Defining procrastination is pretty simple; it’s the action of delaying, postponing, or avoiding doing a task. Procrastination is something I've personally struggled with from time to time. Can you relate? According to the research, 20% of the population are considered true, chronic procrastinators. While putting off that task you’ve been dreading may seem harmless, it can lead to consequences. Chronic procrastinators often suffer from broken marriages, lost jobs, deflated dreams, financial disarray, and self-esteem issues. While there are many signs of procrastination, here's a list of common tell-tale signs you may be a chronic procrastinator:
You have difficulty coping with change and transitions
You are chronically late
Your to-do list is never-ending
You focus on non-essential work instead of what needs to get done
Overcoming procrastination can be especially challenging because we all have different reasons for doing it. Let’s take a look at common reasons for procrastination.
Perfectionism: The fear of making mistakes can cause people to put off important obligations for another day. Perfectionism is often confused with having high standards. However, those standards are often unrealistic. Procrastination occurs as a result of thinking such a standard will never be achieved, so why even try?
Fear: For many, the idea of failure can be devastating. This stems from a view of failure as a final result rather than a stepping stone. On the flip side, many procrastinators are afraid of success. Success can create a lot of pressure with perceived expectations to achieve more. The idea of people demanding more of you can cause you to sabotage potential success by procrastinating.
Motivation: Procrastinators often think they must be fully motivated to begin a task. However, in many cases, progress leads to motivation, which cannot happen until a project is underway.
Lack of Interest: We’re all guilty of delaying or avoiding tasks we find unappealing. However, if everyone put off the things they didn’t want to do, nothing would ever get accomplished! There are many things we'd rather avoid, but doing so creates more work and heightens stress of that increasing to-do list.
Distractions: From email and social media to addictive games, entire worlds are at our fingertips. Smartphones, the Internet, and gossip around the workplace can all be distractions.
So, how do we go about overcoming these habits?
If your tendency to procrastinate is related to perfectionism, you may need to shift your mindset. The fear of making mistakes is associated with having a fixed mindset. In Carol Dweck's book, Mindset: The New Psychology of Success, Dweck explains those with a fixed mindset believe that their abilities are set, so they only focus on their current intelligence or talents. This mindset can hinder one's ability to grow, learn, and make positive changes.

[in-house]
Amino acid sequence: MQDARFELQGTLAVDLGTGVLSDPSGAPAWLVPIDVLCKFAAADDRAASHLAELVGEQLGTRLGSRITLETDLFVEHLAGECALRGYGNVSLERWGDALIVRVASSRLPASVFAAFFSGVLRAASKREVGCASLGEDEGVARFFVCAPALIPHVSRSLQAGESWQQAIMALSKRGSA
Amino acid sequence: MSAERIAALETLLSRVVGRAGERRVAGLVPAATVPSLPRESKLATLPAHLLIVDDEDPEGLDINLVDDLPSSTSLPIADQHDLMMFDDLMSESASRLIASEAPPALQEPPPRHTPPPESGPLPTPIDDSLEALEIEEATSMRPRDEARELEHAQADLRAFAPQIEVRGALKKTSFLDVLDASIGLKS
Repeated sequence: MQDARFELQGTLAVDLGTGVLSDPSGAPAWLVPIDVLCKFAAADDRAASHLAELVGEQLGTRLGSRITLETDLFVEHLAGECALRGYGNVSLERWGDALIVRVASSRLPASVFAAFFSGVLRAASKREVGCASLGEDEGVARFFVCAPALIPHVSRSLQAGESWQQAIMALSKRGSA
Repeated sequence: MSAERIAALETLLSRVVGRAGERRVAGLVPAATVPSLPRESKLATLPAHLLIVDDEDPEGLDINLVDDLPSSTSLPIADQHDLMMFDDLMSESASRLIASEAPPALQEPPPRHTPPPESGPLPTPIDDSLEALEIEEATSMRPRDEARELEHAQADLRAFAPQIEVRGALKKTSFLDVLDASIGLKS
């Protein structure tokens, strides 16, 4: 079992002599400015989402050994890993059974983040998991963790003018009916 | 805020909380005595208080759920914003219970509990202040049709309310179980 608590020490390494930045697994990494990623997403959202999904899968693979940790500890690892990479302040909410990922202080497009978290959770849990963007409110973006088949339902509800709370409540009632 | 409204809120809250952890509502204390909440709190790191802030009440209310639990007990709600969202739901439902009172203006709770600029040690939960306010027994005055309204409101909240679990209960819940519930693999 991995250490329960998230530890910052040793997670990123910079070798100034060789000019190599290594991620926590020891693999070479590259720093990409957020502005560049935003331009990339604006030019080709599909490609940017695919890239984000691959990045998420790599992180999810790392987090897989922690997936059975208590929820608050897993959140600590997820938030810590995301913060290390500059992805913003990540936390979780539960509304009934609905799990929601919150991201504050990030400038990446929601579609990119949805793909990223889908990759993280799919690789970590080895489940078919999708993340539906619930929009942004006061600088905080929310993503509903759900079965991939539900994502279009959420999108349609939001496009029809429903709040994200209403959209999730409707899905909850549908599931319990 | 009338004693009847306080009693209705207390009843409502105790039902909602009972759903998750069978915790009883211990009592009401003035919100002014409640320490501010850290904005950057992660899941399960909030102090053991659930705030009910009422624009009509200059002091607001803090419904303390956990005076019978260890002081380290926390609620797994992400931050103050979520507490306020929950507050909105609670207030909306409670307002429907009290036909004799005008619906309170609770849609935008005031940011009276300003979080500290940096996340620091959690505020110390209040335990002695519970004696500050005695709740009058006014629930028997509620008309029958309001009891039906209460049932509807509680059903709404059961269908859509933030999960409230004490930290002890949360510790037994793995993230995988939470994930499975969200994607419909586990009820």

If fear is stopping you, ask yourself these questions the next time you feel procrastination setting in: What am I afraid of?; What is the worst possible consequence that could happen?; What could happen if I ignore the situation?; Why am I putting this off?; What will I gain in the long run by putting this off?; Am I scared of the process or the result?; Can I handle the outcome?
Need some motivation? To avoid becoming overwhelmed and feeling defeated before you even begin, break down tough jobs or daunting projects into bite-sized portions to make sure they actually get done. Add specific deadlines to each task on your to-do list, then arrange those tasks in an order that will help to manage your workload. Having specific deadlines will help you build a sense of momentum as the pieces start falling into place, and build your motivation as you complete tasks.
When faced with a task that you just really don’t want to do, thinking of only doing it for two minutes becomes manageable. No matter how tough work might be, the idea of facing it head-on for only two minutes can relieve a ton of pressure. Chances are just getting started is enough to keep you going. By telling yourself you only have to work in 2-minute increments, you’re more likely to dive in.
If distractions are the cause of your procrastination, remove any temptations and only think about the task at hand. Here are some tips for removing distractions: delete games and apps off your smartphone, record your temptations and directly address them, put your smartphone in airplane mode, wear noise-canceling headphones, or close your door.
Accountability can be a significant motivator (or demotivator when it’s lacking). Creating to-do-lists is enough for some people to hold themselves accountable. Check your list throughout the day to make sure you are completing necessary tasks.
Another, perhaps more powerful form of accountability, is being accountable to someone else. Take a task you have been procrastinating on, break it into small pieces, and set deadlines for each step. Next, let someone know your plan and ask them to check up on you and your progress. It could be a spouse, partner, parent, neighbor, work buddy – anyone. Accountability increases your desire to accomplish your tasks.
We come up with all sorts of creative reasons why today just isn’t the right time to start or finish x. Too busy. Too broke. Too stressed. Too risky. Too uncertain. Too inexperienced. Too old. Too young. Once in a while, those reasons are valid, but more often than not, they’re merely excuses. It’s essential to examine your excuse. Ask yourself if it’s valid, or if there is a deeper reason for putting off doing something. Once you identify the why behind your procrastination, you can find the right solution to get you going again!
I hope this has helped you to identify the reason(s) behind your procrastination, and that you gained some techniques for breaking through so you can start accomplishing your goals! If you'd like some help with accountability, schedule a free consultation with me here.